SURGICAL MANAGEMENT. The endoscope provides a view of the maxillary sinus mucocele protruding in the middle meatus (Fig. 3; visit the online version of this article to watch a video). Transconjunctival approach showing bony defect in the orbital floor with protruding mucocele covered with sinus mucosa (Fig. 4).

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Discussion

Mucoceles are benign, locally invasive paranasal masses, arising beneath the periosteum. They form secondary to obstruction of the sinus ostia. Mucus production within this mucoperiosteum- lined cavity produces gradual expansion of the mucocele with subsequent expansion of the sinus. Mucoceles can result from long-term inflammation, infection, trauma or prior surgery.

Pressure atrophy can result in surrounding bony erosion and resorption. The most common sites of mucoceles are frontal, ethmoidal and sphenoidal sinuses. Less than 10 percent of all mucoceles arise in the maxillary sinus.1 Although mucoceles from any location can invade the orbit, invasion superiorly from the maxillary sinus is relatively uncommon. The mucocele is lined by pseudostratified columnar epithelium, and the fluid is usually sterile.

Diagnosis is made through assessment of clinical findings, maxillofacial CT scan and histopathologic confirmation.

Historically, an open approach with a Caldwell-Luc sinusectomy and nasoantral window has been used to drain the mucocele and remove its entire lining. In Mr. Chan’s case, an antrostomy had been formed through the anterior wall of the maxillary sinus via a sublabial route when he underwent surgery as a child. Although used as a treatment for mucoceles, this approach has also been implicated in the formation of these lesions, as observed in our case. Sinus mucosa may become entrapped after the Caldwell-Luc approach. With insufficient drainage, a mucocele may develop.2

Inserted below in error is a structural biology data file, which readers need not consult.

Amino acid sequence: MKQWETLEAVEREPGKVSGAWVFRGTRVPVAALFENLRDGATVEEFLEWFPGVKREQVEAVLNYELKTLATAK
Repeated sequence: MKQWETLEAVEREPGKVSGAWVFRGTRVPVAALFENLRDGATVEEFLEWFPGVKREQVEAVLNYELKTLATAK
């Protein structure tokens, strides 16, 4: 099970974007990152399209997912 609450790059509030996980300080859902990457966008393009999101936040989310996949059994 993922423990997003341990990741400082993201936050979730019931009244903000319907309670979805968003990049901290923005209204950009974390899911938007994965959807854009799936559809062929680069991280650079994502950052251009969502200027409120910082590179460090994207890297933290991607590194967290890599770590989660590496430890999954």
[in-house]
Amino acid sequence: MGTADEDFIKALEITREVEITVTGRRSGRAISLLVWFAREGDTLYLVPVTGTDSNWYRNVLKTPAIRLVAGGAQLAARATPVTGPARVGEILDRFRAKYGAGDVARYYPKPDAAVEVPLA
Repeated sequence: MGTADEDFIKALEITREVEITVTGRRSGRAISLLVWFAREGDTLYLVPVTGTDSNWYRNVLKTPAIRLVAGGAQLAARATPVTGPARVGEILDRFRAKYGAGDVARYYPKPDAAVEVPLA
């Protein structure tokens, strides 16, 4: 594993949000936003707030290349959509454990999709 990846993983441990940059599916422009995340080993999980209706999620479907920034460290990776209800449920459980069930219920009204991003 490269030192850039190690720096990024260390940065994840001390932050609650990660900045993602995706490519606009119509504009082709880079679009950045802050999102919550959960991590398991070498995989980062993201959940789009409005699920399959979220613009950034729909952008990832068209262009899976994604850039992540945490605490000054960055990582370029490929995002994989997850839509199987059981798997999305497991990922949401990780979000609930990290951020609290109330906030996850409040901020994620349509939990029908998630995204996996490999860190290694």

Advancements in drainage through endoscopic surgery have largely led to replacement of the Caldwell-Luc procedure for management of uncomplicated mucoceles.1,3–5 The endoscopic approach consists of an ethmoidectomy, middle meatal antrostomy and marsupialization, with drainage of the mucocele. This procedure has long-term favorable outcomes with little recurrence.4,5 Some endoscopic surgeons advocate use of mitomycin C to help prevent fibrosis and adhesion of the antrostomy postoperatively.6 The patient can easily be monitored in the office for closure of the antrostomy using a portable endoscope.7

Although we describe a mucocele that caused hyperglobus and proptosis, some maxillary sinus mucoceles can cause downward displacement of the globe and enophthalmos, also known as silent sinus syndrome. These findings result from a depressed orbital floor secondary to bony erosion, although the mucocele does not invade directly, leading to a sunken appearance of the globe.

In conclusion, the ophthalmologist should be aware of sinus processes that can lead to orbital involvement. Sinus mucoceles can cause bony erosion from the frontal, ethmoidal, sphenoidal or maxillary sinuses. Such mucoceles may lead to a variety of signs, depending on the location of invasion. These signs can include vision loss, globe displacement, apparent ptosis, decreased ocular motility, pain and facial hypoesthesia.
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* Name of the patient is fictitious.
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Dr. Moscato is a fellow in oculofacial plastic and reconstructive surgery at the University of California, San Francisco, and the California Pacific Medical Center.

Dr. Silkiss is chief of the oculofacial plastic, reconstructive and orbital surgery division at CPMC.

The authors have no financial disclosures.
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1 Dispenza, C. et al. Acta Otorhinolaryngol Ital 2004;24:292–296.
2 Sheth, H. G. and R. Goel. Int Ophthalmol 2007;27:365–367.
3 Marks, S. C. et al. Otolaryngol Head Neck Surg 1997;117:18–21.
4 Har-El, G. Laryngoscope 2001;111:2131–2134.
5 Busuba, N. Y. and D. Kieff. Laryngoscope 2002;112:1378–1383.
6 Gupta, M. and G. Motwani. J Laryngol Otol 2006;102:921–923.
7 Busaba, N. Y. and S. D. Salman. Laryngoscope 1999;109:1446–1449.